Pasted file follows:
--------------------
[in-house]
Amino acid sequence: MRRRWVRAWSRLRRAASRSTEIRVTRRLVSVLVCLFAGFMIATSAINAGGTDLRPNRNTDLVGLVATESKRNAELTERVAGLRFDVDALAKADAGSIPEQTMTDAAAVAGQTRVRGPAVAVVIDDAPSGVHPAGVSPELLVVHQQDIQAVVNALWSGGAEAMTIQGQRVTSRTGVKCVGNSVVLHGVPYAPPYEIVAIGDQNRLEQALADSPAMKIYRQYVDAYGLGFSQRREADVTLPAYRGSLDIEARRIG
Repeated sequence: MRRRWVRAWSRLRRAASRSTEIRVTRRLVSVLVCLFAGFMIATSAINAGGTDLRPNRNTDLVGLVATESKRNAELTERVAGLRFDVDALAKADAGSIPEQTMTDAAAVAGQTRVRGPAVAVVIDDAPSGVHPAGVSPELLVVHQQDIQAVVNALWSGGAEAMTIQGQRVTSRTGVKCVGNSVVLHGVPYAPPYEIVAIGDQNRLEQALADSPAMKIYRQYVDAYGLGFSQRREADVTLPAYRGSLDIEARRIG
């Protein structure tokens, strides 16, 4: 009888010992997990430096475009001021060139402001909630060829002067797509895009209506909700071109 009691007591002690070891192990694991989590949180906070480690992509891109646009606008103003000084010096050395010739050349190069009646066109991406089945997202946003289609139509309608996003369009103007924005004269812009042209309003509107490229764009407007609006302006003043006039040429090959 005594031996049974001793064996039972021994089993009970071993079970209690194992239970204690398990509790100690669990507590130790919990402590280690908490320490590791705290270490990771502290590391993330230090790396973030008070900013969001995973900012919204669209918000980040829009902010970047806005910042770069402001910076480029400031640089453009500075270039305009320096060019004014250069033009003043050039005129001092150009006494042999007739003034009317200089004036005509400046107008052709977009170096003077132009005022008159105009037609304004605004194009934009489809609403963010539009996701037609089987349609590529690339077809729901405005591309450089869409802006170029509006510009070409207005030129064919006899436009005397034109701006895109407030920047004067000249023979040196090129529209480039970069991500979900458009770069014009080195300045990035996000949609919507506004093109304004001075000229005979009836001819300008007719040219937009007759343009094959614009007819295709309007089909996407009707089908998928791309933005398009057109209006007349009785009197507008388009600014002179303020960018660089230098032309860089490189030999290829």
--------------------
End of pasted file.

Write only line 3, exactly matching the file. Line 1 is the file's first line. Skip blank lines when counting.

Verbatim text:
Repeated sequence: MRRRWVRAWSRLRRAASRSTEIRVTRRLVSVLVCLFAGFMIATSAINAGGTDLRPNRNTDLVGLVATESKRNAELTERVAGLRFDVDALAKADAGSIPEQTMTDAAAVAGQTRVRGPAVAVVIDDAPSGVHPAGVSPELLVVHQQDIQAVVNALWSGGAEAMTIQGQRVTSRTGVKCVGNSVVLHGVPYAPPYEIVAIGDQNRLEQALADSPAMKIYRQYVDAYGLGFSQRREADVTLPAYRGSLDIEARRIG